Directed by Francois de Menil, written by art historian Barbara Rose, and with original musical score by Philip Glass, this newly redigitized film first released in 1977, is an illuminating portrait of Mark di Suvero. One of the most important sculptors of the Twentieth Century, the artist is renowned for his formal orchestration of steel and found industrial material. The film consists of biographical interviews and discussion with the artist about his relationship to the tumultuous political moments in the United States, interlaced with shots of the installation and construction of his sculptural work.
Drawing from candid footage of di Suvero from the 1970s in New York and France, de Menil pieces together quiet and reflective segments of the artist at work, climbing, rigging, constructing and drawing, as well as more contemplative and intimate shots of the sculptor talking with his family and openly sharing his artistic philosophies and political beliefs. In the film, we move from the artist's home on a barge in the port city of Chalon-sur-Sane, where he lived for many years in the 1970s in protest against The Vietnam War, to his studio in New York, and the grounds for his new works in Paris.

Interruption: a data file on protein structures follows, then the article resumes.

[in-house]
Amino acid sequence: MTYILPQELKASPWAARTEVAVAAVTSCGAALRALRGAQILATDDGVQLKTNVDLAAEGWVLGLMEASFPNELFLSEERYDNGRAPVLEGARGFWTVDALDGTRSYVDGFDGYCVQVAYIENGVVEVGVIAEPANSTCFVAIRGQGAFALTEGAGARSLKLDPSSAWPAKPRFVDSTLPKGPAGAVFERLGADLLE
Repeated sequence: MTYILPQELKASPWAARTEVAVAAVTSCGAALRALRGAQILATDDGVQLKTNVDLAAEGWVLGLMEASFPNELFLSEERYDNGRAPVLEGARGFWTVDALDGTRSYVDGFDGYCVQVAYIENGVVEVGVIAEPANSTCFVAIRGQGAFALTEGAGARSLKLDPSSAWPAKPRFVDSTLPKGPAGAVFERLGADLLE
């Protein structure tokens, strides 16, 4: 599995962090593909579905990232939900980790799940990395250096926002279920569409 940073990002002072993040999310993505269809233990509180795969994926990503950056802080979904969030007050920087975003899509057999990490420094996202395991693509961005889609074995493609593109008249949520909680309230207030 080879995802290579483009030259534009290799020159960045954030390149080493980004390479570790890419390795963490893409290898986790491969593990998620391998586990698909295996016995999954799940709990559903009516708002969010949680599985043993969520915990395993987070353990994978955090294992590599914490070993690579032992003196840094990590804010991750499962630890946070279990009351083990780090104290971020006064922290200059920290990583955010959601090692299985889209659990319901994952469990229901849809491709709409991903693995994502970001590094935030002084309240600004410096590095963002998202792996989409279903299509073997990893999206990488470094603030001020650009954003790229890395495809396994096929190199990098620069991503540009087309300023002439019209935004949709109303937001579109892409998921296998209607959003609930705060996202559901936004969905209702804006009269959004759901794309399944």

In the spring of 1975, di Suvero became the first living sculptor to put his work in the Tuileries, the public gardens in front of the Louvre. As he installs a group of three sculptures here, including the monumental North Star, the camera carefully juxtaposes the lines of the sculpture's I-beams with the curved marble forms of the classical figural work in the grounds. The contrast is a compelling affirmation of the artist's entirely new understanding of sculpture, in terms of scale and balance, and his radical manipulation of material.
The film concludes with the opening of di Suvero's retrospective at the Whitney Museum of American Art in 1975. Swinging, and handing from the work, the viewers at the event delight in a feast of interactivity as art critic Robert Hughes declares that the energy and intensity of di Suvero's work makes you breath deeper.
Mark di Suvero was born in Shanghai, China in 1933. His family, in exile from a fascist Italy during WWII, moved to San Francisco in 1942. After studying philosophy at the University of California, Berkeley, the artist moved to New York City, where he continues to live and work.